EDMONTON – TransCanada Corp.’s plans to convert one of its main natural gas lines to carry crude oil from Alberta to Quebec and likely on to the Maritimes is set to move into high gear.
The firm said Tuesday it is considering an open season for shippers within a few months, and will schedule consultations with communities along the 4,800-kilometre route as soon as it is appropriate to do so.
And if all goes well, TransCanada will file for regulatory approval by the end of 2013, with construction to begin in 2015 and the line in operation by 2017. It could have a capacity of about one million barrels per day, sending light oil from Alberta and Saskatchewan as well as synthetic crude from oilsands upgraders to Eastern refineries that currently import expensive oil from Africa and the Middle East.
“There is a great deal of interest, we are advancing discussions with shippers and are pleased the way they are going,” said Alex Pourbaix, the firm’s president for energy and oil pipelines, during a conference call Tuesday to discuss fourth-quarter earnings.
Based on expressions of interest, TransCanada expects to have an open season for shippers within a few months, allowing firms to make formal commitments. He said when intentions are clear and a route proposed, TransCanada will immediately begin consultations with communities along the route.
The existing pipe that ends in Montreal has the necessary size for the conversion process, but east of that TransCanada expects it will install new pipe along its existing rights-of-way.
“We know there is 400,000 barrels per day of demand in the domestic market of Quebec (from refineries in Montreal and Quebec City) and a further 400,000 barrels per day in the Maritimes, largely at Irving’s refinery in Saint John,” said Pourbaix.
But while domestic demand is the initial target, there are also export possibilities to the U.S. eastern seaboard.
“(The U.S.) is importing 1.5 million barrels a day and that suggests a market for domestic production to attach to that market,” said chief executive Russ Girling.
The idea of cutting through Maine to shorten the route to the Maritimes is a non-starter for TransCanada, with Pourbaix stressing that the new streamlined National Energy Board approval process offers certainty to project builders.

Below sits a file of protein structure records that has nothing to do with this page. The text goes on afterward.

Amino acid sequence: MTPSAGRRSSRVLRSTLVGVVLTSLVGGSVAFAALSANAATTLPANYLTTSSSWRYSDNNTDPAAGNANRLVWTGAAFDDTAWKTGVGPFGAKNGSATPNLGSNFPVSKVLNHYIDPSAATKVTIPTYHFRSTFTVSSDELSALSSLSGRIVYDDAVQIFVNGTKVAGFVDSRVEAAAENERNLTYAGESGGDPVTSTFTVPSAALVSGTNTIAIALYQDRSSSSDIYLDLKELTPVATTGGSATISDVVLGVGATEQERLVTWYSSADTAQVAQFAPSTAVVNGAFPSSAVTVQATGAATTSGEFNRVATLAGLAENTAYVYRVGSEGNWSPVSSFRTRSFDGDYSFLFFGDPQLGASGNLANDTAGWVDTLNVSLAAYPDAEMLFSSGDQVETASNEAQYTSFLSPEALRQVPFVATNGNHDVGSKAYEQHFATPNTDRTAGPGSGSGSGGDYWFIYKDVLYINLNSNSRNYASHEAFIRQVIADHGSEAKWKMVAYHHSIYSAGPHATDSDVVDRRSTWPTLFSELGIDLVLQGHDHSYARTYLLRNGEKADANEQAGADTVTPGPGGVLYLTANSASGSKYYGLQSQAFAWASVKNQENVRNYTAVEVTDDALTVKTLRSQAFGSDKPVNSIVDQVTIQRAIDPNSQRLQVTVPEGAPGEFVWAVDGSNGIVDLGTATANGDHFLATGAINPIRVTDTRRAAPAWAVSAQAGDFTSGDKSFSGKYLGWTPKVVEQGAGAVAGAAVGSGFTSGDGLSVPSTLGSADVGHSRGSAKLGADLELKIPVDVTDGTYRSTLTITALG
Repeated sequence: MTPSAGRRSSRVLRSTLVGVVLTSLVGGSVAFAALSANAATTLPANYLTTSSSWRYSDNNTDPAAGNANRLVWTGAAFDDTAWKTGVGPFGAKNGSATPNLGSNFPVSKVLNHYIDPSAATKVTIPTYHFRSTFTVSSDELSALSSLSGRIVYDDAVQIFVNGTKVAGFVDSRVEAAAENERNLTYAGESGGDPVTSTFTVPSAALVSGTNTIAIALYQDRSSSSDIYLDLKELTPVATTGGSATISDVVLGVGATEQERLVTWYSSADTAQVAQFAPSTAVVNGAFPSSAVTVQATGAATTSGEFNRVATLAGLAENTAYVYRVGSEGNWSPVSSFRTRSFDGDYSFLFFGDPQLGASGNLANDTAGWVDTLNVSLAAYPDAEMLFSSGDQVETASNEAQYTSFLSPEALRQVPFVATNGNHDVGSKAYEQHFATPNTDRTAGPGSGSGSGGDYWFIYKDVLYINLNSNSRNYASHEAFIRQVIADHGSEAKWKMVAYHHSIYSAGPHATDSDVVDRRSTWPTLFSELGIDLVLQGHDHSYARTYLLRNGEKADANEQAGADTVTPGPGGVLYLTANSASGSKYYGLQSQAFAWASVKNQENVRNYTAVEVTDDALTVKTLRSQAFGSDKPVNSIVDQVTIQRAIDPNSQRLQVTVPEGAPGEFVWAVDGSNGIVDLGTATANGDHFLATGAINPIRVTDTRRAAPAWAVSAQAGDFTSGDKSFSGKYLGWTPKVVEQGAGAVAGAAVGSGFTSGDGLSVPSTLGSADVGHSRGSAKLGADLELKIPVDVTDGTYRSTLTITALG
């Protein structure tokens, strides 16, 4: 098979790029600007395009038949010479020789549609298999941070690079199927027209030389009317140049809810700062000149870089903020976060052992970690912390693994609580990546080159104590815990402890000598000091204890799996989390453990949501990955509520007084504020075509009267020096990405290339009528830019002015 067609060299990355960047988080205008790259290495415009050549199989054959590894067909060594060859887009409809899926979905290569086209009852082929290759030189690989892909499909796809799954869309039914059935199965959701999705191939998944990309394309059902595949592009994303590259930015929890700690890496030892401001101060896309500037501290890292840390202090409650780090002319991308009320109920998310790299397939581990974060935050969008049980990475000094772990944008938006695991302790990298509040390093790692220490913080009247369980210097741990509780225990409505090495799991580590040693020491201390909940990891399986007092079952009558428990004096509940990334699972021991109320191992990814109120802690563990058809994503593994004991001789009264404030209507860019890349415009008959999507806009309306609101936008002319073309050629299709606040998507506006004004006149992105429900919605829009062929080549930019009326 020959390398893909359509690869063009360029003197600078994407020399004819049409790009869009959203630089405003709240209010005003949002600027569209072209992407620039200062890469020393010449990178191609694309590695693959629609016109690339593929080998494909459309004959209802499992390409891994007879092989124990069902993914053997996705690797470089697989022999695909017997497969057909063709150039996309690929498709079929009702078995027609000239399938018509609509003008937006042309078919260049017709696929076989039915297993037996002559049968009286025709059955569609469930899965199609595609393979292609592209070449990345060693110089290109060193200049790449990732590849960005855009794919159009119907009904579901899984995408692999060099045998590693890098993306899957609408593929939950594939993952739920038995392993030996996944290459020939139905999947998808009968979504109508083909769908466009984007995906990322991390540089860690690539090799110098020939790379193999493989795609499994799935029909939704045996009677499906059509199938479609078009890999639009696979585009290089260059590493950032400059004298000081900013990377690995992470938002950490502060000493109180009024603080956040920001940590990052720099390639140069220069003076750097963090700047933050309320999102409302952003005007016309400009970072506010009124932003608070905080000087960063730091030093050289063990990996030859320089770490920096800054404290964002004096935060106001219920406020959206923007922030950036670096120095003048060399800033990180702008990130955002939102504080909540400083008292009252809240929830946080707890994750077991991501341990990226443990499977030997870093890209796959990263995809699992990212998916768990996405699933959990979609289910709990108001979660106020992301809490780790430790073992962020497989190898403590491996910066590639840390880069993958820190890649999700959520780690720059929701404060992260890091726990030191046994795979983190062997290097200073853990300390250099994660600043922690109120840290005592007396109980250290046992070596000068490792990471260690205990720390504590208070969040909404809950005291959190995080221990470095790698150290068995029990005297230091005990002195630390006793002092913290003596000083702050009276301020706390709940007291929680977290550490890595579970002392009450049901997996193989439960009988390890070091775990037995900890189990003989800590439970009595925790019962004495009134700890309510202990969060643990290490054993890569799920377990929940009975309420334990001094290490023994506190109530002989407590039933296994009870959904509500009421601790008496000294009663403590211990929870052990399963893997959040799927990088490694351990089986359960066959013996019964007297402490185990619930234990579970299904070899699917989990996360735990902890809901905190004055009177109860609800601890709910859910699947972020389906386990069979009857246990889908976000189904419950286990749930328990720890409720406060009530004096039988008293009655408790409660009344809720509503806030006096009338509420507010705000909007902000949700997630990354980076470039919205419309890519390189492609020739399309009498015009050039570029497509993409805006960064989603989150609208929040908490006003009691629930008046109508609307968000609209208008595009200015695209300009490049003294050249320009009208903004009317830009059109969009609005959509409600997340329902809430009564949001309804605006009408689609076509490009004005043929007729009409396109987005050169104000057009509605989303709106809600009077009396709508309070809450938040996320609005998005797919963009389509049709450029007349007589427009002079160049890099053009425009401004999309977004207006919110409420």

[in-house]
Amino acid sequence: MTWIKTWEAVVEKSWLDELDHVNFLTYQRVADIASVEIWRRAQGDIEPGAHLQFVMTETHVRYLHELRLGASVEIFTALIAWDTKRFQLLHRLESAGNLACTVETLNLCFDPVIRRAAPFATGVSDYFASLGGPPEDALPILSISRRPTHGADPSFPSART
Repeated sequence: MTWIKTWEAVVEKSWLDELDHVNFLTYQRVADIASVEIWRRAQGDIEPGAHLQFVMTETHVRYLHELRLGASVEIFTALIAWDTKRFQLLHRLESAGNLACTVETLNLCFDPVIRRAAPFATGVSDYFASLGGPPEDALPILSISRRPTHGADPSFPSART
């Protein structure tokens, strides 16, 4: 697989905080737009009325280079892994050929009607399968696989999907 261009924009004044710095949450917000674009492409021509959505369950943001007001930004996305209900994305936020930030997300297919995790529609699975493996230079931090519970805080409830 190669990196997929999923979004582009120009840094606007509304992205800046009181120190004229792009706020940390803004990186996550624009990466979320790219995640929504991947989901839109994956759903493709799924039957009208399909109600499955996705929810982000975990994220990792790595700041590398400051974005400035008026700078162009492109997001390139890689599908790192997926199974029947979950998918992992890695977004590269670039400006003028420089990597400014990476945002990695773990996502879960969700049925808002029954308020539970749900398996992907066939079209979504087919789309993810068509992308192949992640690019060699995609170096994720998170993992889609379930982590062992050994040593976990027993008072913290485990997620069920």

For TransCanada, the stalled Keystone XL line from Hardisty south to Oklahoma is perhaps a good example of the kind of costly delays they hope to avoid.
But Pourbaix said Tuesday final approval seems to be only a few months away. He said the firm has been led to believe an amended environmental impact statement should be approved in a matter of weeks.
“At that point, we are of the view that the U.S. State Department will have every piece of information it could require to make a decision,” he said, adding that when the required statutory notice periods are included, the department should be able to make a decision in two to three months.
TransCanada also explained details of its recently announced $3 billion, 500-kilometre Grand Rapids pipeline project, a 50 per cent joint venture with Phoenix Energy Holdings to bring diluted bitumen from Fort McMurray to the Edmonton region and transport diluent northward.
The dual line will be built in stages, with the smaller pipe in operation by 2015 and carrying diluted bitumen. When the larger 900,000 bpd pipeline is completed by mid-2017, the smaller line will revert to carrying 330,000 bpd of diluent north.
For the fourth quarter, TransCanada said profit fell 19 per cent as shipments on natural gas pipelines declined. Net income dropped to $306 million, or 43 cents a share, from $376 million, or 53 cents, a year earlier.
TransCanada is moving less natural gas because a glut in North American supplies has reduced prices, resulting in more of the fuel being kept in storage. Deliveries on its Canadian Mainline system fell 19 per cent to average 4.2 billion cubic feet a day during the quarter.
“While the majority of our assets continued to generate stable and predictable earnings and cash flow, plant outages at Bruce Power and Sundance A along with a lower contribution from certain natural gas pipelines did adversely affect our financial results,” said Girling.